This effect is not limited to defendants who have meritorious arguments for dismissal, in full, of a complaint. A defendant could have arguments that significantly limit the claims or potential damages in a case, even if some claims could withstand a motion to dismiss. Under Rule 26 of the Federal Rules of Civil Procedure, the scope of traditional discovery is limited to “nonprivileged matter that is relevant to any party’s claim or defense and proportional to the needs of the case.” Imagine a defendant that faces a complaint alleging $10 million in damages. The defendant brings a partially successful motion to dismiss, limiting the potentially available damages to a much lower $500,000. The amount of discovery that is proportional to the needs of that case ought to change significantly (compared with a $10 million case).
Some Courts Have Allowed Exceptions to the
Perhaps in recognition of the burden on defendants, there is some indication that courts operating under the MIDP will grant relief where necessary while parties adjust to the accelerated MIDP timeline. In one case out of the Northern District of Illinois, Insight Global, LLC v. Borchardt, No. 18 C 00628, 2018 WL 2267810 (N.D. Ill. May 17, 2018), the court granted procedural leniency to amend pleadings in the face of the MIDP’s strict requirements. Specifically, the defendant, Borchardt, was permitted by the court to file an amended answer because, as the court acknowledged, the defendant filed his original answer only because the project required him to do so in conjunction with his motion to dismiss. Id. at *5.
Further, the Northern District of Illinois recently announced a modification to the MIDP in that district effective December 1, 2018. For cases filed after that date, defendants no longer will have to file a simultaneous answer if they file a motion to dismiss under Rule 12(b)(6). Thus, the filing of a Rule 12(b)(6) motion would toll the beginning of the discovery obligations that previously were imposed under the MIDP. The court made this change in response to comments that the MIDP imposed unnecessary costs on defendants who ultimately prevailed on their Rule 12 motions.
Similarly, a case out of the District of Arizona indicates that court’s willingness to depart from the MIDP in certain circumstances. In Salt River Project Agriculture Improvement & Power District v. Trench France SAS, 303 F. Supp. 3d 1004 (D. Ariz. 2018), the district court was faced with an MIDP-related decision pertaining to the scope of discovery and its intersection with the Hague Convention. As stated above, the MIDP requires disclosure of all relevant information in the possession of each party, which here included information that was maintained by the defendant in France. Id. at 1006–7. However, here there was a blocking statute enacted in France that prohibits certain disclosures outside specified international discovery norms (the Hague Convention procedures). Id. Considering the issues of comity, the District of Arizona was required to evaluate whether the MIDP could function in conjunction with the French blocking statute and determine an appropriate remedy in the face of the more stringent Hague Convention requirements and the MIDP goal of quick production. Id. The court ultimately concluded that the MIDP did not trump the Hague Convention and that the Hague Convention would govern production of material held by a party in France. Id. at 1010. Accordingly, the MIDP may give way when a case has international discovery.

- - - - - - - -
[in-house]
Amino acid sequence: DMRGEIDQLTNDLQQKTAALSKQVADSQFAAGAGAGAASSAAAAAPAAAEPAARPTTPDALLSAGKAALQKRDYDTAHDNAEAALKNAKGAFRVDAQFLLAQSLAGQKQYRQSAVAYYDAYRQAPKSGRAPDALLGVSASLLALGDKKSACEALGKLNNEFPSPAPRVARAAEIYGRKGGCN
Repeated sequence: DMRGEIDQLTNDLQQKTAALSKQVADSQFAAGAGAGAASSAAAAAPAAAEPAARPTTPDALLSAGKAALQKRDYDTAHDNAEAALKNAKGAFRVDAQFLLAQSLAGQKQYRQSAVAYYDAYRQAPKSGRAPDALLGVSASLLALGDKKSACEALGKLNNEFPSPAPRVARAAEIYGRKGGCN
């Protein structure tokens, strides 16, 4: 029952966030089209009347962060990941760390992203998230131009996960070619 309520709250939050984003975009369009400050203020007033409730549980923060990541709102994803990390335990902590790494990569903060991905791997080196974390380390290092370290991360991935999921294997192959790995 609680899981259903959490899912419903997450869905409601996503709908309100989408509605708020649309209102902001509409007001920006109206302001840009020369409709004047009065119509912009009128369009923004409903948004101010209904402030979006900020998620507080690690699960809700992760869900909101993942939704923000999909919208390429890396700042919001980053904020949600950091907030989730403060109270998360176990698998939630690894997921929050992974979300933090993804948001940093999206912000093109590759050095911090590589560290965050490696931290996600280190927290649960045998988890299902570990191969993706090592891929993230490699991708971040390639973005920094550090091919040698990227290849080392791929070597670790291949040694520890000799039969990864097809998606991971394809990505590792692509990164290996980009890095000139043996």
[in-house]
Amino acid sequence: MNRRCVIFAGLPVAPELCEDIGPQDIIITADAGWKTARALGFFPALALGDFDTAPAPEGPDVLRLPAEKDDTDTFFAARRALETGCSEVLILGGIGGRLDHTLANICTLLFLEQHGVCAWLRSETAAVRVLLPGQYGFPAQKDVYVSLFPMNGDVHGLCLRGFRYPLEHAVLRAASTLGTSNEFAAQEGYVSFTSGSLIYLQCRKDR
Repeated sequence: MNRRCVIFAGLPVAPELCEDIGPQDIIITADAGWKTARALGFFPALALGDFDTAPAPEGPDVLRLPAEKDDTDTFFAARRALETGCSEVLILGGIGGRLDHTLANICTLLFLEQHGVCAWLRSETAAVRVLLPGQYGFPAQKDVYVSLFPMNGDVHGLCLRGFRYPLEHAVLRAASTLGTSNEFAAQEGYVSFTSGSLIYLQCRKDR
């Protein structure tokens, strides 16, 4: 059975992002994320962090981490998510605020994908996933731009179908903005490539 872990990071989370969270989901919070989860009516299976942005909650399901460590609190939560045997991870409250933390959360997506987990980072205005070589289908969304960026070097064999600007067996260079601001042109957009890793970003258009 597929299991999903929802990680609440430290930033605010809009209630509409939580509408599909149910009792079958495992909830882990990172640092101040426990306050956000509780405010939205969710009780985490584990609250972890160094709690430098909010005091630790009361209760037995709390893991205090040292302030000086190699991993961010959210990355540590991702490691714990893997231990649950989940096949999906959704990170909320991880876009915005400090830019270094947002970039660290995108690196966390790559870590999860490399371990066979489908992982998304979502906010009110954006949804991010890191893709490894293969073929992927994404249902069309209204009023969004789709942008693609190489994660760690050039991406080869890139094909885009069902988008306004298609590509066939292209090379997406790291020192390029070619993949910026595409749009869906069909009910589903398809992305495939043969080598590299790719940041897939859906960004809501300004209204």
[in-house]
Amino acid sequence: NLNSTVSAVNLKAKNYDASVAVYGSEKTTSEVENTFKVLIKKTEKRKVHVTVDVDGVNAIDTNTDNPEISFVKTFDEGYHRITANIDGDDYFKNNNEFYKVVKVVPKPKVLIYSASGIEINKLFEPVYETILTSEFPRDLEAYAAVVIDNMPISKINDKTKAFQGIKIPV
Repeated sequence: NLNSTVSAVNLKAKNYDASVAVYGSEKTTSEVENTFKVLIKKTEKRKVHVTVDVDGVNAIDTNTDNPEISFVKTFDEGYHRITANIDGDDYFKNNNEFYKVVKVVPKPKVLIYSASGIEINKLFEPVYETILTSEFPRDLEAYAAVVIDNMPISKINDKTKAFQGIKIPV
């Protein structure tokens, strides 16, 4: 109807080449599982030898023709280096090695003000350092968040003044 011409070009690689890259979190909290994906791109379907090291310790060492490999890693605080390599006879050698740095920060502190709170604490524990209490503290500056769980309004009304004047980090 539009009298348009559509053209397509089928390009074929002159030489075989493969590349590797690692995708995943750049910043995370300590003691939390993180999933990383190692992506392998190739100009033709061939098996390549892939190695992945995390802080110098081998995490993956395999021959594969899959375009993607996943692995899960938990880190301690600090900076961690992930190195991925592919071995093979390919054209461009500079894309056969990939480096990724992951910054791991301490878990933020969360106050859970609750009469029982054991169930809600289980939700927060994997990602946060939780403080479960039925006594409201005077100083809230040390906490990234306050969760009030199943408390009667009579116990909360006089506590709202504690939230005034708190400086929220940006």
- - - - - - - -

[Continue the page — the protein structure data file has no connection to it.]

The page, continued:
Defense counsel and parties likely to be defendants in cases with potentially asymmetric discovery, such as parties potentially subject to consumer class actions, should follow these developments closely. As originally proposed and currently still in effect in the District of Arizona and the Southern District of Texas, the MIDP increases the burden on defendants who otherwise have meritorious dismissal arguments, and on all parties in cases involving significant or complex discovery. It is encouraging that some cases indicate a willingness by the affected courts to address that burden on a case-by-case basis and that the Northern District of Illinois shows a willingness to address the project as a whole. Over the last half of the project, those parties and counsel most likely to be affected by the project (if it were to become the new standard under the Federal Rules) should monitor cases closely and look for an opportunity to provide feedback on the project.
Amanda Lawrence, Scott Sakiyama, and Ian Acker are attorneys with Buckley LLP, located, respectively, in Washington, D.C. (where Ms. Lawrence is a partner and Mr. Acker is an associate) and Chicago (where Mr. Sakiyama is counsel).